Peep show: Who knew what you could do with this marshmallow confection?
Seattle Times staff reporter
Consider the humble Peep, a mere one-third ounce of some of your favorite foods: sugar, gelatin, potassium sorbate, carnauba wax.
Born in 1953, when Dwight Eisenhower was in the White House and "From Here to Eternity" was earning eight Oscars, the 32-calorie confection, made by Just Born Inc. of Bethlehem, Penn., is now cranked out at the rate of 1.2 billion a year. That's a boost of nearly 137,000 an hour to the worldwide Peep-ulation.
Although it is most commonly sighted as a chick or a bunny, a Peep can be transformed by an active imagination into almost anything — an angel, a bagpipe player, a voyeur, a dinosaur's eyeball or a lock of golden hair. And those are just from the top five entries Seattle Times readers sent in response to Northwest Life's invitation.
"I was kind of surprised how many it took. I had to make a run to the store for more Peeps," said Jolie Scholes of West Seattle, a hairstylist who used nearly 200 Peeps to create "Peepzilla," a monster head of lavender scales and pink spikes. The real Godzilla would be jealous; Scholes' handiwork was named "Best of Show" by the judges, who feared anything less might send it into a purple rage.
Four other entries to receive high honors were submitted by Serena Bennett of Kirkland; Suky Hutton of West Seattle; Molly, Annie and Joan Robertson of Seattle; and a combined entry from Kerry Smith of Lynnwood and Debbie Doty of Mukilteo.
This Easter season, an estimated 700 million Peeps Chicks, Bunnies and Eggs will be consumed around the world, say the people at Just Born Inc., who say that according to an actual survey, "the most popular way to eat them is fresh." (Sorry to all of you who voted for "stale as a piece of drywall.")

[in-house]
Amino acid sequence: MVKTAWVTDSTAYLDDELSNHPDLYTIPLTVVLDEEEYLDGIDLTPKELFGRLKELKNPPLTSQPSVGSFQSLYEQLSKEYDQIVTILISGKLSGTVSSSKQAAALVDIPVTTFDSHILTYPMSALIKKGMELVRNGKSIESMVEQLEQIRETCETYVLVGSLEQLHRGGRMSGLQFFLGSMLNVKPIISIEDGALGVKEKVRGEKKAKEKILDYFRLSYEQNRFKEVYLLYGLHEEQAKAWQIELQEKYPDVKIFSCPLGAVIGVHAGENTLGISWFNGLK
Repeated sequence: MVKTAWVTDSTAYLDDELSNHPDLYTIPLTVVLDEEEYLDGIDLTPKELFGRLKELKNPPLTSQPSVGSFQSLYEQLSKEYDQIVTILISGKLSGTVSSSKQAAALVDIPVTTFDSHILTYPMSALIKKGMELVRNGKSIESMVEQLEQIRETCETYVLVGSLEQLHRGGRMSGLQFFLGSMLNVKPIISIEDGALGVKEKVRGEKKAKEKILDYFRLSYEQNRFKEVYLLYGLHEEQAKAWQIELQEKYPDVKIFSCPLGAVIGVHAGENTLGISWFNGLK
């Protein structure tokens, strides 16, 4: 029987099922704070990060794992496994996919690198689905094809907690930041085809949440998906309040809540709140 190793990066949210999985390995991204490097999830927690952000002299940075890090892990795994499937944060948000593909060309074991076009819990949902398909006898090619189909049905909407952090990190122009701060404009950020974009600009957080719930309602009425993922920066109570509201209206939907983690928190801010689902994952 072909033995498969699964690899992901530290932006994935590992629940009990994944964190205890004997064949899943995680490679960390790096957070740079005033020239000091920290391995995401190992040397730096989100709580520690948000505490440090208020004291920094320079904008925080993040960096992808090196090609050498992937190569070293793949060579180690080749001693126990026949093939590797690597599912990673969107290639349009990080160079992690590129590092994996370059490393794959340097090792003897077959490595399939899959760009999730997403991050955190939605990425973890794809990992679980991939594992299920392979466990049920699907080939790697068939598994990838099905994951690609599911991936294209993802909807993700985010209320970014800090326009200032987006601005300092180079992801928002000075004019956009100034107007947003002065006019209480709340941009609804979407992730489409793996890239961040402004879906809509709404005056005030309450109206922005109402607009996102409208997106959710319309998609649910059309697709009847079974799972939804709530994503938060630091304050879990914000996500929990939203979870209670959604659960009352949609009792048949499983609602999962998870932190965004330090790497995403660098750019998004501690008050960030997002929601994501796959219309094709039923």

Nutritionally, Peeps are suspect at best. True, they have no fat, but neither does a 10-pound bag of sugar. The boxes point out Peeps are not a significant source of fiber, which is about as illuminating as saying the Yakima Valley is not a significant source of icebergs.
But they do have a certain charm, said Lee Anne McDermott, who sent us photos of a dozen creations made by the Women of Sammamish Presbyterian Church during a break at a recent retreat.
"It gave us the gift of sharing laughter," she said. "Laughter is part of joy, and we all need that right now."
McDermott, 44, calls Peeps "a very forgiving medium," noting a Peep can be jabbed with a toothpick, and if the artist decides to pull the toothpick out and move it, little harm has been done.
High-school freshman Mike Hanson of Des Moines was less enthusiastic.
"The structural integrity of Peeps is virtually nil," he said, complaining that the gooey texture foiled his plans for a Star Trek-themed "Captain Peepcard and the starship Enterpeep." In frustration, he jabbed a single Peep full of toothpicks and proclaimed it "Acu-peep-ture."
Fun with puns
If the Peep-art submissions proved one thing, it is that a Peep artist cannot resist a play on words. Entries included Mary Peepins, Peep Sampras, Peepahontas, Peep-pe Longstockings, and (R rated for violence) The Peepinater.
"In my office, we have sort of a love/hate relationship with Peeps," said Barbara Wilson of North Seattle. "I love them, but my boss hates them ... so I'm always coming up with new ways to torment him with Peeps."
While Northwest Life was soliciting talented Peep artisans, Just Born held its own contest, asking entrants to assemble Easter baskets representing the best features of their states.
A winner was selected in each state, with Judy Beliveau of Kent taking top honors here. Working with her two daughters, ages 3 and 6, she combined two small umbrellas with a Starbucks cup, Space Needle, ferry, salmon, Mount Rainier — and 40 Peeps, all together under a sign, "It's raining Chicks and Peeps in Washington State."
Her prize: $50 and 365 packs of Peeps. Notes Beliveau, "My husband says I clearly have too much time on my hands."
Jack Broom: 206-464-2222 or email@example.com